Concerns on Capitol Hill about avoiding the fiscal cliff have credit union proponents pushing to have the member business loan cap raised before year’s end.
Kris Roglieri, president and founder of Prime Commercial Lending and Commercial Capital Training Group recently submitted a plea in the Washington Post to keep businesses front and center while lawmakers mull over how to avoid taking a financial plunge.
Roglieri writes, “Simply put, the economy does well when small businesses thrive and create jobs. And small businesses thrive when they are given access to capital for growth. But small business lending has dramatically decreased since the 2008 crash, and currently, banks are approving only 10 percent of applications. There are alternative lending solutions for small business capital, however, many business owners do not know about those options.”
Credit unions believe that a viable solution is to increase the 12.25% business loan cap on credit union assets to 27.5%, which would provide more small businesses access to much needed capital.
In a Hail Mary attempt to gain attention, Fred Becker, president of the National Association of Federal Credit Unions (NAFCU) sent a letter to top Senate lawmakers last week, urging them to not only pass the MBL cap raise but to also add a piece of legislation that would help community banks. He wrote that by doing so, “would not only be a win-win proposition for credit unions and banks, but also for the American people and our nation’s economy.”
The Wall Street Journal reports that bank lobbyists have been asking lawmakers to extend a Federal Deposit Insurance Corp. (FDIC) program that allows for unlimited guarantee of $1.4 trillion in deposits on 0% interest accounts meant for payroll and other transactions. This program was created during the 2008 recession and is set to expire in a matter of weeks.
Although Becker extended an olive branch to banks, James Ballentine, chief lobbyist for the American Bankers Association dug in his heels saying that his group is, “adamantly, strongly, definitely opposed” to partnering with credit unions on this piece of legislation.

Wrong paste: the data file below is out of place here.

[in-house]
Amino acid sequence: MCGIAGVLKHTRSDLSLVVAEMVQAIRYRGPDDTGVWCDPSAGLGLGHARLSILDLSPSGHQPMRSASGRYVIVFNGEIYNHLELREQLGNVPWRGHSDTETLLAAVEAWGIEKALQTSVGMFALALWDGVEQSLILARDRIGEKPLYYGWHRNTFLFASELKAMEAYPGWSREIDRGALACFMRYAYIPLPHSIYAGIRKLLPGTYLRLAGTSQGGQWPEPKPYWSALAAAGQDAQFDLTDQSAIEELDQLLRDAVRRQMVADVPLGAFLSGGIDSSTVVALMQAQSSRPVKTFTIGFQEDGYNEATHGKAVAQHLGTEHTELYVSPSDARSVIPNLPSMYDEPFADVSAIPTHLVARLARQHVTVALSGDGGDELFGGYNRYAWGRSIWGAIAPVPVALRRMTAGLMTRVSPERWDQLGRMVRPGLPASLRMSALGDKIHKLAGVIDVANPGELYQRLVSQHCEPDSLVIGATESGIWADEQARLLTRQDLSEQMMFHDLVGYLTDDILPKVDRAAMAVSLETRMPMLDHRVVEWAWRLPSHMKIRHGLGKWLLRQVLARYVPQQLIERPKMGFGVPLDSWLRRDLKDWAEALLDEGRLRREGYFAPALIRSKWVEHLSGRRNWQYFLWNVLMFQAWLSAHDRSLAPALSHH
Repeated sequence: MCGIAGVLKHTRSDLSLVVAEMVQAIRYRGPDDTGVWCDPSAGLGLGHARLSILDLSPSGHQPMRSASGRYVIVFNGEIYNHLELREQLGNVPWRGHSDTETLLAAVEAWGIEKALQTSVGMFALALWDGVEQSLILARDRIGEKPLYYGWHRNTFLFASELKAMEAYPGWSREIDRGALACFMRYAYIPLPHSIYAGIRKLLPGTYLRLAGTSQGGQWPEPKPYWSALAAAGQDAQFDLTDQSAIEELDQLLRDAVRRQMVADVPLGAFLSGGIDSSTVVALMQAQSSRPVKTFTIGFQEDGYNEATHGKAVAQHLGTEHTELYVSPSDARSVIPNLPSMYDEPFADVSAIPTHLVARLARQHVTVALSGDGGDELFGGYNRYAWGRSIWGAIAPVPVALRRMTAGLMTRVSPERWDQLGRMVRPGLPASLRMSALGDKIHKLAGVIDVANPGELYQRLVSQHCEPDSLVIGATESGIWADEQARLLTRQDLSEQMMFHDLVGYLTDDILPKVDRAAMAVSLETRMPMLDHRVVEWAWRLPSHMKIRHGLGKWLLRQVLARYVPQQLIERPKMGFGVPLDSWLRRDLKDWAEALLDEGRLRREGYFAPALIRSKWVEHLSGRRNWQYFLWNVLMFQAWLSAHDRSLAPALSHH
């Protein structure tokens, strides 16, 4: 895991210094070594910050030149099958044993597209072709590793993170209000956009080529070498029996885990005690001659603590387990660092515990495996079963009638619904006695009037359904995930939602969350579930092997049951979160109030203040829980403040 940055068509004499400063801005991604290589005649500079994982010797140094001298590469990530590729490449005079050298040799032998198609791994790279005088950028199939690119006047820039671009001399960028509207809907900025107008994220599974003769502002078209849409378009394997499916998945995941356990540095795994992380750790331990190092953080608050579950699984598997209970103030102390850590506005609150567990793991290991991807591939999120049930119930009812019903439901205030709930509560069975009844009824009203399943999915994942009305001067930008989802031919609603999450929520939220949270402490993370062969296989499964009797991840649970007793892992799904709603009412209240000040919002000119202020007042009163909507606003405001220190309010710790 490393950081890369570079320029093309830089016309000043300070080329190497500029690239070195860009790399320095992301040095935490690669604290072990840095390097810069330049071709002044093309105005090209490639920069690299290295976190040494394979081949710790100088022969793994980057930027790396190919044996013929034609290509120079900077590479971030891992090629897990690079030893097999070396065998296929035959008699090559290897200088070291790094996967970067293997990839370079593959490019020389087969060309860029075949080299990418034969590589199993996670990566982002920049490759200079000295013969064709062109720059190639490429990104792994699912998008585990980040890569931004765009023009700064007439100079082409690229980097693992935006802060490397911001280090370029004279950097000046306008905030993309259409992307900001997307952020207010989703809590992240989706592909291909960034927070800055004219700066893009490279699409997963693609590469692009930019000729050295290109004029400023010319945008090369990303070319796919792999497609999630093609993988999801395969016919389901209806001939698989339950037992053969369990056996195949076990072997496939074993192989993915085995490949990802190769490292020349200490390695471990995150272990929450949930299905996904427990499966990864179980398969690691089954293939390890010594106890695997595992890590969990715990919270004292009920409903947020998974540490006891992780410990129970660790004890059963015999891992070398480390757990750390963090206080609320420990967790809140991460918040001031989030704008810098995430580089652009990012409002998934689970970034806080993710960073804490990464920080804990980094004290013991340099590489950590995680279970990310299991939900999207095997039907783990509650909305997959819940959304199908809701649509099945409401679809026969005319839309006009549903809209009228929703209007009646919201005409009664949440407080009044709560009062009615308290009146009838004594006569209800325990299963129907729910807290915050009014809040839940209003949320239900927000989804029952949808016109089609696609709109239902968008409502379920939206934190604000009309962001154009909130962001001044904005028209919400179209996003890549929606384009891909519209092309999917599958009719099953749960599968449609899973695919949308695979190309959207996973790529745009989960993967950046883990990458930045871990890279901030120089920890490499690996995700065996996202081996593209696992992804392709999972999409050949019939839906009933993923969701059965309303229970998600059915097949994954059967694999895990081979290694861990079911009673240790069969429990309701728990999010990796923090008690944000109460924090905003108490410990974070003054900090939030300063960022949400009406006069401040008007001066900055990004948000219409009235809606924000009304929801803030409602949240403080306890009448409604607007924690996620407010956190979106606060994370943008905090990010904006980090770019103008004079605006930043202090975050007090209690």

Credit unions have long said that extending the member business loan cap would create thousands of jobs at no expense to taxpayers.
Recent reports point to the creation of 140,000 new jobs in the first year alone if up to $13 billion in capital is made available through credit union business loans.
A new study designed for the Independent Community Bankers of America by the Capital Policy Analytics Group suggests that credit unions are inflating these numbers and that raising the cap would have little to no influence on re-invigorating the economy.
However, Mike Harvey Veridian Credit Union's ($2.2 billion, Waterloo, IA) Chief Political Officer told Credit Unions Online that raising the member business loan cap is essential to a healthy economy. “Lifting the federal cap on Member Business Lending would allow credit unions to lend to more small businesses, creating more opportunities for them to hire, expand and operate. This strengthens our small businesses as a driving force for employment and economic improvement.”
Because time is of the essence, the Credit Union National Association (CUNA) and 500 credit union and small business representatives are meeting on Capitol Hill to urge lawmakers to act now.
Credit unions were optimistic the bill would have been heard earlier this week, but sources told The Hill that the legislation was re-prioritized for now.
On Tuesday, CUNA’s Pat Keefe said, “[W]e are hearing that the Senate will vote, this week, on the credit union business lending bill (S 2231), perhaps within 48 hours. You should also know that, beginning [today], hundreds of credit union and small business representatives will be in Washington to urge their senators to vote ‘yes’ on expanding authority for credit unions to make business loans.”
CUNA reports that several lawmakers are behind the bill quoting Sen. Mark Udall (D-Colo.) as saying, "Let's get this bill done!"
Others echoed Udall’s sentiment with CUNA reporting that Rep. Brad Sherman (D-Calif.) said there is "nothing more important" than lending to small businesses that are in need of capital. Rep. Paul Tonko (D-N.Y.) praised credit unions for their excellent track record. "You invest in communities. You make things happen," Tonko said.By Gina Ragusa